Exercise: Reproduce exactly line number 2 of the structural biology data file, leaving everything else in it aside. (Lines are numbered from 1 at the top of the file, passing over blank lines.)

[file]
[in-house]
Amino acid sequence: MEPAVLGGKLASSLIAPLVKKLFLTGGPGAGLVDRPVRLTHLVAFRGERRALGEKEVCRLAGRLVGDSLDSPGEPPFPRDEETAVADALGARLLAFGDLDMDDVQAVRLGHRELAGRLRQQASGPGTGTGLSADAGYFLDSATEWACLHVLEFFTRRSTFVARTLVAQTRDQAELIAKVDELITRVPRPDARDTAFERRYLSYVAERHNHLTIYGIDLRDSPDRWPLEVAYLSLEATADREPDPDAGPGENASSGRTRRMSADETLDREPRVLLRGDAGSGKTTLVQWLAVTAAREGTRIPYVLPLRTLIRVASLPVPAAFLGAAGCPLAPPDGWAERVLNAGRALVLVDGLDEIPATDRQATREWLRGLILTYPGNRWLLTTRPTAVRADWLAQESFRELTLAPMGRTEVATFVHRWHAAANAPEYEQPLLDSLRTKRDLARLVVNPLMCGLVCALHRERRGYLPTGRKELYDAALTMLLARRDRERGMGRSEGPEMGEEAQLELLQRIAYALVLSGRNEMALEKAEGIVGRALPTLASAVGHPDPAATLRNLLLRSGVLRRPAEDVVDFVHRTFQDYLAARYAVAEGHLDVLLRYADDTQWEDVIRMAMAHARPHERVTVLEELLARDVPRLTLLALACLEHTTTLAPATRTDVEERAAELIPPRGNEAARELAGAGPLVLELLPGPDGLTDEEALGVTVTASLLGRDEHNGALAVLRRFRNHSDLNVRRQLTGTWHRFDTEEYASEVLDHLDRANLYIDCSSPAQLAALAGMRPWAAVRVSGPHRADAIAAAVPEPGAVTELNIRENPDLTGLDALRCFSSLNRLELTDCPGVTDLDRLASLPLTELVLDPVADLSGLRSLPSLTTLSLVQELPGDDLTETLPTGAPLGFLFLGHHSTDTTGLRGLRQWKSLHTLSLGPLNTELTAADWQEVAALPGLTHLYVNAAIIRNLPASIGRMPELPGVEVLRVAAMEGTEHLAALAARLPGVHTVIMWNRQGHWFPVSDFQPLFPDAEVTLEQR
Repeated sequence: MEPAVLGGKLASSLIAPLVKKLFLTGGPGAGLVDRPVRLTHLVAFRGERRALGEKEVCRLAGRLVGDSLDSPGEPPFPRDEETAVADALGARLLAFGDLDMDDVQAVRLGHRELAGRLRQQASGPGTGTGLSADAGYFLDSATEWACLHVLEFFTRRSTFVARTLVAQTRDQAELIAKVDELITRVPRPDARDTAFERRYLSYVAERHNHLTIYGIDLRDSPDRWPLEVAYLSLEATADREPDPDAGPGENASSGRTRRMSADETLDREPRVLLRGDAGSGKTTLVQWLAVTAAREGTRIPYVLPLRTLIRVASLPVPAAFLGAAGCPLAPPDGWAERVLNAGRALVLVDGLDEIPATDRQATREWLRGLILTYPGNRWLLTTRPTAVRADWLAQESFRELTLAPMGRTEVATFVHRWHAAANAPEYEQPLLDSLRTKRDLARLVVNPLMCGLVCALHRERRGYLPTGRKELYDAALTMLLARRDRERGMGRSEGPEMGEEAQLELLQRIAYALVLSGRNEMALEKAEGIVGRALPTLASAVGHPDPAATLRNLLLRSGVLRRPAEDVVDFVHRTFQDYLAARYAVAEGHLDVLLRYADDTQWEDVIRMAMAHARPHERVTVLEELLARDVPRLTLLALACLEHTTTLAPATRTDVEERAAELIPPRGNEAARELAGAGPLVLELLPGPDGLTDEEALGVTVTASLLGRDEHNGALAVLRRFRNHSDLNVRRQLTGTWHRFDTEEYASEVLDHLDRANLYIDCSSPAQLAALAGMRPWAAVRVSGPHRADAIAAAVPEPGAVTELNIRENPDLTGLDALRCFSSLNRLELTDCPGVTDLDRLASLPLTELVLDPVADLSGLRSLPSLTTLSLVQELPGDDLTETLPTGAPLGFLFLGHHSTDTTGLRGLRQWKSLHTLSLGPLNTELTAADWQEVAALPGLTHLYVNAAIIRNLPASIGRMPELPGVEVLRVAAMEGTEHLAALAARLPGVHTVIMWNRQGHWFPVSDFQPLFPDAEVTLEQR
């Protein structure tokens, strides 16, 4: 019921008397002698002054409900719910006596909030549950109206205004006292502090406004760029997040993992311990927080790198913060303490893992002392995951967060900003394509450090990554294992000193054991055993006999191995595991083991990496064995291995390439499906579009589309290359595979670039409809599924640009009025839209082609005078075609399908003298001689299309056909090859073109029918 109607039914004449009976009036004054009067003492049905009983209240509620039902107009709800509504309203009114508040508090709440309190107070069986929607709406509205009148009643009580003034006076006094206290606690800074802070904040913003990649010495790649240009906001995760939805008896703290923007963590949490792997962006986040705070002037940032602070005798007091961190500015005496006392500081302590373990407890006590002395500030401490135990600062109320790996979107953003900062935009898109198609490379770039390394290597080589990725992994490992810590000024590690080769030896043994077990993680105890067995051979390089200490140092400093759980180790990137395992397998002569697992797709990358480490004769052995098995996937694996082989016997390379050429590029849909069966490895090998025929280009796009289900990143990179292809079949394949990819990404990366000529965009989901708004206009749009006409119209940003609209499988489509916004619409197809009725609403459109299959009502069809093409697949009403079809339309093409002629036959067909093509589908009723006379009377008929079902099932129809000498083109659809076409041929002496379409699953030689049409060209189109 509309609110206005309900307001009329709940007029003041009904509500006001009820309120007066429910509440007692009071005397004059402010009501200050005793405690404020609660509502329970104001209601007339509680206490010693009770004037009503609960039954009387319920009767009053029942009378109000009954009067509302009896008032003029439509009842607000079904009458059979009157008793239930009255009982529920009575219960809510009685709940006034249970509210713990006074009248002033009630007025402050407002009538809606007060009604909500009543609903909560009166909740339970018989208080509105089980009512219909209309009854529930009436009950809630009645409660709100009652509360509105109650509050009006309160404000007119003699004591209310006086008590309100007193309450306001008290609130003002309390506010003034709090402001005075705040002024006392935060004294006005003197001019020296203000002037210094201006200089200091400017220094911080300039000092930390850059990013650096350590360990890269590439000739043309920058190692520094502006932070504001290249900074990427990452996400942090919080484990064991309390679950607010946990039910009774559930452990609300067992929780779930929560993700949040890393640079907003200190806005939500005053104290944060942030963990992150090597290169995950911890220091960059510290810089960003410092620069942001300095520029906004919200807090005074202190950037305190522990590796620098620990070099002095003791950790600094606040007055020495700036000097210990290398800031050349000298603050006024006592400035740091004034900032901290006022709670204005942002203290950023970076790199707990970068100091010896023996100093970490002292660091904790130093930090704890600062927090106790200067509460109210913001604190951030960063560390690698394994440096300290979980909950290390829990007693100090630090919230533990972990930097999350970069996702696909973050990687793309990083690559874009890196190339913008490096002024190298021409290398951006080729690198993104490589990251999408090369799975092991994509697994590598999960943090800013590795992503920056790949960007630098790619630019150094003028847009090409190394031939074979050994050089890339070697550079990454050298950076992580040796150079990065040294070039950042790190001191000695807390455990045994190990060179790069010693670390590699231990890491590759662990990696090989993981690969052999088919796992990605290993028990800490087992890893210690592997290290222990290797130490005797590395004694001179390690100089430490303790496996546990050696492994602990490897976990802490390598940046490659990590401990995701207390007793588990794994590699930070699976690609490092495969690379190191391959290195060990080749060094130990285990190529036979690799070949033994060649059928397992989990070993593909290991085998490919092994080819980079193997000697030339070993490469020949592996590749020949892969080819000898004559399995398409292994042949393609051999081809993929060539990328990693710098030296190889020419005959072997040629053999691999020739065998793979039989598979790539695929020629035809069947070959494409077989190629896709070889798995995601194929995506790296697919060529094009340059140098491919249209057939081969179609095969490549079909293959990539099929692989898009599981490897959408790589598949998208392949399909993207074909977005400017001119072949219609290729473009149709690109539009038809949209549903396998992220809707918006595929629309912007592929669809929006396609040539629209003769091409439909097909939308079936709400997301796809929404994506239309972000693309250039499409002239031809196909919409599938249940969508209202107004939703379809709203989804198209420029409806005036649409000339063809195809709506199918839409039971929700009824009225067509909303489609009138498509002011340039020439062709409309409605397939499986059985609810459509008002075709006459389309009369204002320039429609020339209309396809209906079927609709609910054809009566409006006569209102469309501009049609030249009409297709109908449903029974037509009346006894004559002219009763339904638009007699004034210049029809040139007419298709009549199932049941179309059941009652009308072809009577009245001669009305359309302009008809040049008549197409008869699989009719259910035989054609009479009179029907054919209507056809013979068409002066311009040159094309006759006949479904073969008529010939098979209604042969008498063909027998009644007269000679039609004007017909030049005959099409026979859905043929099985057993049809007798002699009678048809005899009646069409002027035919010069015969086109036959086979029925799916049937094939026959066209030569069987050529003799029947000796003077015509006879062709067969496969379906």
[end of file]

Amino acid sequence: MEPAVLGGKLASSLIAPLVKKLFLTGGPGAGLVDRPVRLTHLVAFRGERRALGEKEVCRLAGRLVGDSLDSPGEPPFPRDEETAVADALGARLLAFGDLDMDDVQAVRLGHRELAGRLRQQASGPGTGTGLSADAGYFLDSATEWACLHVLEFFTRRSTFVARTLVAQTRDQAELIAKVDELITRVPRPDARDTAFERRYLSYVAERHNHLTIYGIDLRDSPDRWPLEVAYLSLEATADREPDPDAGPGENASSGRTRRMSADETLDREPRVLLRGDAGSGKTTLVQWLAVTAAREGTRIPYVLPLRTLIRVASLPVPAAFLGAAGCPLAPPDGWAERVLNAGRALVLVDGLDEIPATDRQATREWLRGLILTYPGNRWLLTTRPTAVRADWLAQESFRELTLAPMGRTEVATFVHRWHAAANAPEYEQPLLDSLRTKRDLARLVVNPLMCGLVCALHRERRGYLPTGRKELYDAALTMLLARRDRERGMGRSEGPEMGEEAQLELLQRIAYALVLSGRNEMALEKAEGIVGRALPTLASAVGHPDPAATLRNLLLRSGVLRRPAEDVVDFVHRTFQDYLAARYAVAEGHLDVLLRYADDTQWEDVIRMAMAHARPHERVTVLEELLARDVPRLTLLALACLEHTTTLAPATRTDVEERAAELIPPRGNEAARELAGAGPLVLELLPGPDGLTDEEALGVTVTASLLGRDEHNGALAVLRRFRNHSDLNVRRQLTGTWHRFDTEEYASEVLDHLDRANLYIDCSSPAQLAALAGMRPWAAVRVSGPHRADAIAAAVPEPGAVTELNIRENPDLTGLDALRCFSSLNRLELTDCPGVTDLDRLASLPLTELVLDPVADLSGLRSLPSLTTLSLVQELPGDDLTETLPTGAPLGFLFLGHHSTDTTGLRGLRQWKSLHTLSLGPLNTELTAADWQEVAALPGLTHLYVNAAIIRNLPASIGRMPELPGVEVLRVAAMEGTEHLAALAARLPGVHTVIMWNRQGHWFPVSDFQPLFPDAEVTLEQR